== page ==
It is very easy to go to Yelp.com and give a 5-star review about a restaurant you just went. Talk about how that marinara sauce was the best you’ve ever eaten and how that bartender made you the best cocktail ever, and how everyone should try it! Or just say that it was your worst experience and it doesn’t deserve one full star. Whichever the case, you speak from your heart and there is no doubt in your mind that you will press that ‘submit’ button. But when you have to give a review about your workplace, that’s another story. Giving feedback about your company can’t be an impulsive act. You actually have to think and write, or record, how you fill about the company, and live with the consequences.
First of all, understand that giving feedback about your company is very beneficial. Giving feedback helps management to gain insights about important matters and reinforce good practices. Also, as a good employee, you’ll want your company to grow and have more clients. 70% of people consult business reviews or ratings before purchasing; while 41% said they read 4-7 reviews in 2010 before they felt comfortable with a purchase.
Impetuous feedback is not a good idea in this case, or ever, so we did our homework and read and saw over 250 company reviews done by actual real employees to see what worked and what didn’t when employees talked about their workplace. The next tips on giving smart and effective company feedback are based on this evaluation.
Not only specific feedback is more helpful, it also makes it more interesting. “I really enjoy the care package that (name of the company) provides for its senior employees. After 4 years on the company, you have a superior care package that allowed me to be on maternity leave for 5 paid months and that helped me a lot to nurture my baby.” It almost tells a story and is interesting to read. On the other hand, a less precise feedback like the following leaves us with lots of questions: “This is the best company to work for. The company will build you up and make you a better person.” How the company builds you up? How it makes you a better person? When talking about something that you really like about your company, identify exactly what it is and be as specific as you can.
2. Be company-specific, not job-specific.
Of course, you’re going to mention what your position is and even maybe what your responsibilities are. But when you give your company feedback, be broader. When an employee gives feedback is usually because it was requested by a supervisor or it is voluntary on a web page. When it is requested, it helps the company to know what they can do better and where they are succeeding. So if you talk about how the copier is always breaking, it will probably get an overview and not taken care of, and you should talk it out with your manager directly. On the other hand, if you say that “(the company) is always at the forefront of technology but needs to provide a little more education about new software to employees,” it would, most likely, make management to take action. When you review is voluntary and in other web pages, you should also talk about the company more than your job. This information helps job-seekers to know more about the workplace culture and environment, they already know what type of work they’re looking for.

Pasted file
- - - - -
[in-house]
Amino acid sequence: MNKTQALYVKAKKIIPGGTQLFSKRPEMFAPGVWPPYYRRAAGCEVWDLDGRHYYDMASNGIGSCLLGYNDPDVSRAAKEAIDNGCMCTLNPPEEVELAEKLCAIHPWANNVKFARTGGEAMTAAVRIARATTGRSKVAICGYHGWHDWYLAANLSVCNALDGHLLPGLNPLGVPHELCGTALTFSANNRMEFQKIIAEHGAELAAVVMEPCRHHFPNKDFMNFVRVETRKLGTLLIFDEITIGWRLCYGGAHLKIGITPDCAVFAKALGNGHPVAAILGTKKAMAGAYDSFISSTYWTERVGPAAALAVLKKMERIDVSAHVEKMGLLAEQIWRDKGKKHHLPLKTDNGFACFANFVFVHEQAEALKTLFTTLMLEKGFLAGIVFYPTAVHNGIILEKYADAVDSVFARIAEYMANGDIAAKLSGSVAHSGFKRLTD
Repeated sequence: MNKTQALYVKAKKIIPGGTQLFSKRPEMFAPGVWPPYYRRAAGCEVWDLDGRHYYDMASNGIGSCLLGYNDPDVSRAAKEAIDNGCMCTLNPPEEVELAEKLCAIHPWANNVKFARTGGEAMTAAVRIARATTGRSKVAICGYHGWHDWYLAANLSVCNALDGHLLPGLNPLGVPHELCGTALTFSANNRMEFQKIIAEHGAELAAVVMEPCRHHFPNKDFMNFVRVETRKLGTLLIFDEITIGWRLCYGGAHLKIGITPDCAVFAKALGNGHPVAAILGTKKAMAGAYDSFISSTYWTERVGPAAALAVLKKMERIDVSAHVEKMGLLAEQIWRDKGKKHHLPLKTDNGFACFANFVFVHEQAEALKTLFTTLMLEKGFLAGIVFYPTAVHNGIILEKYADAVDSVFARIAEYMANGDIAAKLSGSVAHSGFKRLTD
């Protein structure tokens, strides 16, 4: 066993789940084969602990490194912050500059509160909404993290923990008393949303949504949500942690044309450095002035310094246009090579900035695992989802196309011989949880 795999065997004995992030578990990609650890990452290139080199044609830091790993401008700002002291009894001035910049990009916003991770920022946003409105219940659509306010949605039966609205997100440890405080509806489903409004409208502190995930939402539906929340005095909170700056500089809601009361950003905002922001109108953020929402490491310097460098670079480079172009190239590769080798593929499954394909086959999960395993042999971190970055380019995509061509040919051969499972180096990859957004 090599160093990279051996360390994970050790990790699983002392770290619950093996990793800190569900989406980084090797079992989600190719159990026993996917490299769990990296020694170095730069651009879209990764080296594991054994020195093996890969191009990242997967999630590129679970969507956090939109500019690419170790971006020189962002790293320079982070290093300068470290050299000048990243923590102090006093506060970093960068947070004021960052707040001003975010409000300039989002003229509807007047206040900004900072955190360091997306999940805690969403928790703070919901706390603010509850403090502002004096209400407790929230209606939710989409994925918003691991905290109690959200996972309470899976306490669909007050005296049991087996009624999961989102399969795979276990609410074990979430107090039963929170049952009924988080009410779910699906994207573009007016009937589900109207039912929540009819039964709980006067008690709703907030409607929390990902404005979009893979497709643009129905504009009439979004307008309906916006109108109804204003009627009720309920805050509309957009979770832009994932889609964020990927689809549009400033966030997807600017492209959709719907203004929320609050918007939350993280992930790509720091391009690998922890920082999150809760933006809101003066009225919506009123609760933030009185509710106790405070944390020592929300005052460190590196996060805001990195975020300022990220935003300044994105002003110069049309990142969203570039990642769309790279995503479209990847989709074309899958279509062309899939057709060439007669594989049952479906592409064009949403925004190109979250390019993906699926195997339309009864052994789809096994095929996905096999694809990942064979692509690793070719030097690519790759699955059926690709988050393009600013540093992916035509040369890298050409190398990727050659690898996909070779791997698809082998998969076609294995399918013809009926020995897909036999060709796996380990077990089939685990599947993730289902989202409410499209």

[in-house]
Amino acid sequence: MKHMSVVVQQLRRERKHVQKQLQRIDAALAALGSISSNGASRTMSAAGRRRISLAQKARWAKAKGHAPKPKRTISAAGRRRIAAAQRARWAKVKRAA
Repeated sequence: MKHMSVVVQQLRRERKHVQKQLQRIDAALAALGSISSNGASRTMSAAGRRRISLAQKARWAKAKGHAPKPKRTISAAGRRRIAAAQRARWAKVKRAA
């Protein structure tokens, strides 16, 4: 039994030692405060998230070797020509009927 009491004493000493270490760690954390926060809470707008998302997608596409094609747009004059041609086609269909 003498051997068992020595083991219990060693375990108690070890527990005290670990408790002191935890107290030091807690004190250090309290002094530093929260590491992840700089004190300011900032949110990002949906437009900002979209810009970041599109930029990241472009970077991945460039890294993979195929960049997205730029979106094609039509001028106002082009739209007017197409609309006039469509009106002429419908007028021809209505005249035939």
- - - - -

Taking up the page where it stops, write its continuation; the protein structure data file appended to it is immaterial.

3. Be real.
When being asked to give feedback about the company, some people think they should say lots of amazing things to get some benefit out of it. Well, this is not true (at least is not right). Talk, or write, about true stuff. If you really love your workplace and think it’s perfect, then great! Talk about the real reasons you feel like this: your very intelligent coworkers, the great communication between management and employees, the easy to use processes, the excellent vacation packages; everything that you like (remember, be specific). By contrast, if you have a heavy opinion on something, like the above example over education on new software, you can, and should, also say it; but do it in a constructive way that provokes results. Not just talk bad just to say something evil; be descriptive and not accusative. Giving feedback about your company can bring to the surface many hidden issues that management don’t take into account, not because they don’t care, but because they can’t see it. You have to tell them by being truthful.
The Human Resources department is always concerned about the workplace culture because of the importance of employees’ satisfaction of working in a good environment and these reviews are a great source of information. Company reviews by employees help them analyze workplace issues, know about improvements in various aspects, and more. So is very important that you do them the smart and effective way.